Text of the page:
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That's what she said

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Climate Change Is On the Way, Like It Or Not


By

All images courtesy Gifford Miller unless otherwise indicated

At a PLAN-Boulder evening forum on Monday, January 27, Gifford Miller, a world-renowned geologist, described research about global warming that he and his team have recently conducted on Baffin Island and offered some observations about the likely effects of climate change on human populations.

Miller is a professor of geological sciences at CU and the acting director of the Institute of Arctic and Alpine Research (INSTAAR). He has published over 200 scientific papers in international, refereed journals.

Miller declared that the earth has been warming over the past several decades and the warming trend has been most pronounced in the arctic during summers. He said that summer temperatures had risen there by 4 degrees centigrade in the last 50 years. However, he noted that before this recent warming period the northern hemisphere had experienced a very long era of cooling. He said that summer temperatures had cooled 2.5 degrees centigrade over approximately 5,000 years before the last 50, and that 11,000 years ago the northern hemisphere had received 9 percent more solar energy in the summer than it does now. Glaciers started to grow 5,000 years ago, he asserted. He attributed the cooling phenomenon to natural variations in the earth’s orbit around the sun.

Miller stated that the last remnant of the North American ice sheet is located on Baffin Island, which he has been visiting for research purposes over the span of 45 years. His research was intended to determine whether there is a natural explanation for the recent arctic warming. Stated another way, he was trying to answer the question whether “unforced, multi-decadal cycles” explain the warming.

Baffin Island, NASA satellite image

Miller and his team collected tiny, dead plants on the edges of 250 of Baffin Island’s ice caps, which are now receding at the rate of about half a meter a year. He said that because of wind and new precipitation these dead plants will disappear within a year after they emerge from the ice. His team had these plants radio-carbon dated and thereby determined that nine of them had been covered by ice at least 41,000 to 52,000 years ago. However, he noted that 52,000 years is as far back as the radio-carbon dating technique can reach. He speculated that some of the older plants on Baffin Island had been under ice for 120,000 years.

Miller asserted that there is no logical explanation for the warming phenomenon during the last 50 years other than changes in the composition of the gases in the atmosphere, and the overwhelming cause of changes in these gases is the carbon dioxide and other greenhouse gases created by human activity.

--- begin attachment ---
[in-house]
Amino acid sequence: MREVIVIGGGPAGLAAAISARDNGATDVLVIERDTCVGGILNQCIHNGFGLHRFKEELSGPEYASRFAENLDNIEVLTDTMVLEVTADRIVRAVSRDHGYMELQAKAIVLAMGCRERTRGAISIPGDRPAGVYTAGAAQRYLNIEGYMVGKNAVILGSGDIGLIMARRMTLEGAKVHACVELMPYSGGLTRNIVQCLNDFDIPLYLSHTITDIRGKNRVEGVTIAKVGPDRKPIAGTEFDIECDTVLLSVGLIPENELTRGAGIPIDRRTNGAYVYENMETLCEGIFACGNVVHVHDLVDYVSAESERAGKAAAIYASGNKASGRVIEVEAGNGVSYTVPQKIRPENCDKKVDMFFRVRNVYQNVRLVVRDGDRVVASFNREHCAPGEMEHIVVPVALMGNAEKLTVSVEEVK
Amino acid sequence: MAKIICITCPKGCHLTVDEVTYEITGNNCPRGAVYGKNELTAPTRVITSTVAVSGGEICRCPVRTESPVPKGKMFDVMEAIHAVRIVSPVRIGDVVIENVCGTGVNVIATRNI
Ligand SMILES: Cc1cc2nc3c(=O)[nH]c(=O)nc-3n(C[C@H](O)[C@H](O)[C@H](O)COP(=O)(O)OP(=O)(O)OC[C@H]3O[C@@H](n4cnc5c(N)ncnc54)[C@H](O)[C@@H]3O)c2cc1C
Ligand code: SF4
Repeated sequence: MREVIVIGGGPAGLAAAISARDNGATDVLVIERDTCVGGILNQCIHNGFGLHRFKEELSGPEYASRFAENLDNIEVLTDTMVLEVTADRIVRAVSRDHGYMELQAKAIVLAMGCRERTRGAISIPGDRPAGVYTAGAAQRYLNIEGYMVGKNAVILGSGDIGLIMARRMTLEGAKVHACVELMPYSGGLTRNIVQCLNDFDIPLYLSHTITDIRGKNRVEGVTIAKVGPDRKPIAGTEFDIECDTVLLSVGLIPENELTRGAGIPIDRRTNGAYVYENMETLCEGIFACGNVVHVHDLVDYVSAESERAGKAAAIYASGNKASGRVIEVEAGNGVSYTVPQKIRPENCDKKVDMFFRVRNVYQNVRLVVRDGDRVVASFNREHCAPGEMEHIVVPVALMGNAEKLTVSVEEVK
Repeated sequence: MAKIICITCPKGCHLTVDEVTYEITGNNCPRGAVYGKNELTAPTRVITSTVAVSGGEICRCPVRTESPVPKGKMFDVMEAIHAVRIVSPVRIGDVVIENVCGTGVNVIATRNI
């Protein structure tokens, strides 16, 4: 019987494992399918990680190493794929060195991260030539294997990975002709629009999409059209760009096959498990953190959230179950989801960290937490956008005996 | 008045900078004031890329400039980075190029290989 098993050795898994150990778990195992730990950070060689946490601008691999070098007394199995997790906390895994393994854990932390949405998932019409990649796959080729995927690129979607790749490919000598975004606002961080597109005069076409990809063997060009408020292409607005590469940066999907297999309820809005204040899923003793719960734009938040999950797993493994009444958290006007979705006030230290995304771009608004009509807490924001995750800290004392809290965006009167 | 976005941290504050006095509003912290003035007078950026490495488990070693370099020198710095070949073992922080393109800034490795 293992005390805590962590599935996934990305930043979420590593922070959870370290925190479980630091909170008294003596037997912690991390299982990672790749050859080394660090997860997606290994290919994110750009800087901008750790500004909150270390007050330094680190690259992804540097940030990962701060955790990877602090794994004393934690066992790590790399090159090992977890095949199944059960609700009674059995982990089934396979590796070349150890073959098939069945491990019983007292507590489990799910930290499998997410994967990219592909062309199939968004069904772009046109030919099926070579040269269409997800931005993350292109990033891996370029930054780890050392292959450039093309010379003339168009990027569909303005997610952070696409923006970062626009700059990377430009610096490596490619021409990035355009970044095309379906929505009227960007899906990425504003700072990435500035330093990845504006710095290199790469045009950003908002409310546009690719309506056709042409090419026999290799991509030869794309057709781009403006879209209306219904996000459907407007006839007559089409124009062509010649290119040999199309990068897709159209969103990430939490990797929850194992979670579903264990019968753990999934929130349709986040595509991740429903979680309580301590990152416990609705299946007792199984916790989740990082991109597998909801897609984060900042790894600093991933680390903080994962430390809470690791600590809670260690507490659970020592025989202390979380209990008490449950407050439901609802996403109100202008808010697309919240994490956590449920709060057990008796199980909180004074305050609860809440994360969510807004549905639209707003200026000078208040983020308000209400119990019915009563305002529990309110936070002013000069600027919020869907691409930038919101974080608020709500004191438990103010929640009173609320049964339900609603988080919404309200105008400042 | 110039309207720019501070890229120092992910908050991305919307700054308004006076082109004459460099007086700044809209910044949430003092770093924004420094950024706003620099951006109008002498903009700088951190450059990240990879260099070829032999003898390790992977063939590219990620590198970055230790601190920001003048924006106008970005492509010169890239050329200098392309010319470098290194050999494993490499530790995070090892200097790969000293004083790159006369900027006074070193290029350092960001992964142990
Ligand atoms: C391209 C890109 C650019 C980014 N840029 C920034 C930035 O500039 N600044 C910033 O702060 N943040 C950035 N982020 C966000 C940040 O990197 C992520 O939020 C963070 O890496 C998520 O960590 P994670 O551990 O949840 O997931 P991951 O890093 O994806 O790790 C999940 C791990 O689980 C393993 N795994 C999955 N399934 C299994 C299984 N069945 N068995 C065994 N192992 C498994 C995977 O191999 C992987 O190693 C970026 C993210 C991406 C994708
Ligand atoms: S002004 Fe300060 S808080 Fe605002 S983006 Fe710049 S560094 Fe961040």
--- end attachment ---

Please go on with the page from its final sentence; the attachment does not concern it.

The summers in the arctic during the last 50 years have been warmer than at any time in at least the past 45,000 years, Miller concluded. He remarked that he had personally noticed effects of warming on Baffin Island. He said when he started to visit there lightning occurred very infrequently and the natives did not even have a word for thunder. He said that in recent summers thunder storms have been common events. He also said that the polar bears had become much more aggressive with humans than in the past, because they have lost access to seals, their traditional diet, for twice as long in summer, because sea ice melts earlier and reforms later now. He said that they were eating seaweed and raiding the camps of his teammates in search for food. He said he ordered one of those camps abandoned due to the bears’ incursions and had armed guards posted around other ones during the nights.

Miller announced that climate change will happen no matter what humans now do. He predicted that the “equilibrium state” after climate change will be “not too bad” for humans, because we are amazingly adaptable. He commented that the main danger to people will be the possible rate of change. If change occurs too fast, we will have trouble adapting. If New York City has to be moved inland in 20 years, he remarked, that transition might be impossible. But if it has to be moved in 200 years, that shift would probably be manageable.

The arctic will warm more than any other part of the earth, he claimed. There will be more rainfall around the world and also more evaporation. The balance of precipitation versus evaporation will change in most parts of the world.

He speculated that from decades to a century from now sea level will rise four meters. All of south Florida will be under water, as will parts of New York City and other coastal population centers. He declared that the majority of the world’s people live in a zone that will feel the impact of sea level rise. He noted that some nationalities, such as the Bangladeshis, will have to vacate large portions of their native lands and that in such instances violent conflicts may well arise with neighboring populations.

Miller expressed astonishment that the private sector has not been more active in planning for the impacts of climate change. He predicted that it will open huge opportunities for entrepreneurs. He said that the biggest reinsurance companies have been studying the likely effects of climate change. But he said not many other businesses appear to be paying attention to it.

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